- Coherus BioSciences has batted back a legal challenge from AbbVie weeks before it plans to launch a much cheaper version of the latter company’s best-selling rheumatoid arthritis drug Humira.
- The latest dispute began after Coherus on June 1 announced plans to sell its biosimilar, dubbed Yusimry, at an 85% discount to Humira and work with Mark Cuban’s online pharmacy to provide it to other patients for even less starting in July. On June 6, Coherus received a notice from AbbVie saying that the plans violated a licensing agreement between the two companies.
- After a round of correspondence and dueling court filings, the companies resolved the dispute on Wednesday. AbbVie won’t terminate the license agreement based on its June 6 notice and agreed not to try to terminate the license in the future unless it both notifies Coherus of an alleged breach and also gives the company a chance to fix the problem, Coherus said in a regulatory filing.
The last-minute legal volley by AbbVie took aim at Coherus pricing plans that have the potential to shake up the market for inflammatory disease drugs.
Until now, the few biosimilars on the market have had a modest impact, with their developers often setting prices 15% to 30% below their branded rivals. But Coherus is proposing a radical discount to one of the world’s best-selling medicines, one that brought in more than $21 billion in revenue last year. The result would be more akin to the kind of pricing associated with generic versions of pharmaceutical pills.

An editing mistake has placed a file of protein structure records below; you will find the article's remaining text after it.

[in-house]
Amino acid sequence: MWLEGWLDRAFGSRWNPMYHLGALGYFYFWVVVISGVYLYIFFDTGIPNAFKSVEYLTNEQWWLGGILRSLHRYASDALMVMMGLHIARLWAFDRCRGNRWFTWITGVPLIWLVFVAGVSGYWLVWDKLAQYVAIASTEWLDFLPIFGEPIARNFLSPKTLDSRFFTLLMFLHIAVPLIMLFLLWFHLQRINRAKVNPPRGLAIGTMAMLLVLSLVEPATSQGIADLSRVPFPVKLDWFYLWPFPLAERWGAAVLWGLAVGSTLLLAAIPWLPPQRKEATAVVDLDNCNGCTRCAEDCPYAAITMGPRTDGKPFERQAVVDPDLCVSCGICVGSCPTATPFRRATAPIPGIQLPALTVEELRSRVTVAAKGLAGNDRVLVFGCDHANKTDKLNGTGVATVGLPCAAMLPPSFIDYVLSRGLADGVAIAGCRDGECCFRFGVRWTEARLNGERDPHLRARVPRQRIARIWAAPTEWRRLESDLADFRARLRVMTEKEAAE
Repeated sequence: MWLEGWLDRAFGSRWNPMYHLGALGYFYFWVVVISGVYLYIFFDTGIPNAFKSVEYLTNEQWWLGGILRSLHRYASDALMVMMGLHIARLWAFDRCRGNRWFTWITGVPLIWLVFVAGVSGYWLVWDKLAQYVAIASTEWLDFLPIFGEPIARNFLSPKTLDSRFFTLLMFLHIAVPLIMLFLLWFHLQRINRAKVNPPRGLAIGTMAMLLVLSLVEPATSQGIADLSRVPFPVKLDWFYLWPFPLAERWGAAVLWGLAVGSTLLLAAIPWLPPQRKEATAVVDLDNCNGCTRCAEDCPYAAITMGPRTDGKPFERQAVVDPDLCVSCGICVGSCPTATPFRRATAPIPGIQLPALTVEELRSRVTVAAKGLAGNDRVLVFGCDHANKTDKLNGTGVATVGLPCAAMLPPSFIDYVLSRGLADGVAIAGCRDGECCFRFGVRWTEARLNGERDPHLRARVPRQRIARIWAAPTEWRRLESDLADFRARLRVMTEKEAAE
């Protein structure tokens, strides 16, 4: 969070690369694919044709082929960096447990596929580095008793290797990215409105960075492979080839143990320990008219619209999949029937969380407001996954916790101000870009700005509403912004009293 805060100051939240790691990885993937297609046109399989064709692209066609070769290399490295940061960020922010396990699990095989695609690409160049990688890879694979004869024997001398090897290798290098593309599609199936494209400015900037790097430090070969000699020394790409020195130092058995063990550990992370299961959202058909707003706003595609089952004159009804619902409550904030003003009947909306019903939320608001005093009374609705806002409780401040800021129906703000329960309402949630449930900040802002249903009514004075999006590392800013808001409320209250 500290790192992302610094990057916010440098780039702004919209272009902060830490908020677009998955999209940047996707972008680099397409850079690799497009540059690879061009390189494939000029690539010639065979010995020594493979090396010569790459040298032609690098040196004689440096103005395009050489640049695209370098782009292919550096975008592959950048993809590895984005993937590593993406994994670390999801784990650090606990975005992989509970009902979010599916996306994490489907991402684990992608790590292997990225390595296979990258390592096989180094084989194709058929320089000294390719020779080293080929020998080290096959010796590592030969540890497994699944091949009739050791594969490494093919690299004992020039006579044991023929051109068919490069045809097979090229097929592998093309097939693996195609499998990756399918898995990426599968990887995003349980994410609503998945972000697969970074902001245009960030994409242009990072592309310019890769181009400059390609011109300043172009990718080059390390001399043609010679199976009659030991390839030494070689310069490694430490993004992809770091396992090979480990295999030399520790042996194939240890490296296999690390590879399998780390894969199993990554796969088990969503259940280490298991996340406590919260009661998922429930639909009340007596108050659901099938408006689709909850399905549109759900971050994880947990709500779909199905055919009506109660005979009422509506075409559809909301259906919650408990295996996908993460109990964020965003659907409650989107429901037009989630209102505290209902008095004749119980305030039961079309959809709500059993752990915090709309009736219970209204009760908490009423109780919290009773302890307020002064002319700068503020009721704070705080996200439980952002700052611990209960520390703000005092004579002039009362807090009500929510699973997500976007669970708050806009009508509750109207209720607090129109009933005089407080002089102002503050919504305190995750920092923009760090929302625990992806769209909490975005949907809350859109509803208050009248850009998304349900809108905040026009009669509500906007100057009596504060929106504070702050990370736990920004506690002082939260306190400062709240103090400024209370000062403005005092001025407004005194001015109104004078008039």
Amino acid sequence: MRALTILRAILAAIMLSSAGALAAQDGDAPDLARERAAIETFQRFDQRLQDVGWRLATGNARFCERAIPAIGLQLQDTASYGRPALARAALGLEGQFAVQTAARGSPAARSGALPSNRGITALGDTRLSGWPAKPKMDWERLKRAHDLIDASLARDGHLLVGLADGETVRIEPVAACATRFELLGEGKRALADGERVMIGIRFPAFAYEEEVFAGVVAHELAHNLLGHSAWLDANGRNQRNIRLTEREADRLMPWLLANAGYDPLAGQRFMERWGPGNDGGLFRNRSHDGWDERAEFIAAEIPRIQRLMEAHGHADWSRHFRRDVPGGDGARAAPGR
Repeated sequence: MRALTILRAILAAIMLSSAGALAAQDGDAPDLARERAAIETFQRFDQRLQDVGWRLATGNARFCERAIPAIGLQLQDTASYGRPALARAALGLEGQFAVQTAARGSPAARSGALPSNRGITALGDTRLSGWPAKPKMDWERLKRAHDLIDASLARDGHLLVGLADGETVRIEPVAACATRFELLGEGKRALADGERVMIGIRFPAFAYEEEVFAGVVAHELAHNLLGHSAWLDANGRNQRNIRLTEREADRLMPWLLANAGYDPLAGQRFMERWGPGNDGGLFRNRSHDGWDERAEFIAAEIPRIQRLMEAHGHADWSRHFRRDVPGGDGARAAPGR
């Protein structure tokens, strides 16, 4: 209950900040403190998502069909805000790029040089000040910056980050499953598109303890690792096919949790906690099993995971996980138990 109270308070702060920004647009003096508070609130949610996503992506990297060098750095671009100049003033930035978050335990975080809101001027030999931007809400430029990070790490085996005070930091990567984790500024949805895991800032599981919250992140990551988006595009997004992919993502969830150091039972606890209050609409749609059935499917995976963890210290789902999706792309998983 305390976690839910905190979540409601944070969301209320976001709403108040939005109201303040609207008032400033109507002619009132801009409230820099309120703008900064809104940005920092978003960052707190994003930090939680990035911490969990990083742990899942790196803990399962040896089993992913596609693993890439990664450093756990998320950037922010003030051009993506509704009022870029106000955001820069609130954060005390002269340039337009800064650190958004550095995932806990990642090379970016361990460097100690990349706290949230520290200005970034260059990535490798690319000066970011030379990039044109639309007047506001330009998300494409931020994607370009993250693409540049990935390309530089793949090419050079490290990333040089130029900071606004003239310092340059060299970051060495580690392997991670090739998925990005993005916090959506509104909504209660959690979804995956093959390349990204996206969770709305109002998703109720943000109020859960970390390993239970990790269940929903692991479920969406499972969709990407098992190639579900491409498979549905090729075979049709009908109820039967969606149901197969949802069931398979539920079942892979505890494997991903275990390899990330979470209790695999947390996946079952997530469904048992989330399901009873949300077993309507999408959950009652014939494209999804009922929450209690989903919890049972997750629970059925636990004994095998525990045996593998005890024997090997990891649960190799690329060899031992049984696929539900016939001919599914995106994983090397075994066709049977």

Coherus won’t be the first copycat version of Humira. Amgen claimed that prize earlier this year, launching its biosimilar with two list prices – one that was 55% lower and another that was 5% lower than the branded medicine to account for rebating and discounting practices. Besides Coherus, at least six more companies are set to introduce their copycat versions in the next few months.
To date, AbbVie has weathered the competition about as Wall Street expected. Humira sales in the U.S. dropped 26% in the first quarter as the company conceded on price. But that still meant the drug brought in almost $3 billion in the U.S. market.
Like many other companies vying to sell copycat versions of Humira, Coherus over the years fought through a web of litigation spun by AbbVie lawyers. In 2019, the two companies announced they had reached a settlement that would generate royalties for AbbVie and give Coherus a license to enter the market in 2023 with its biosimilar version of Humira.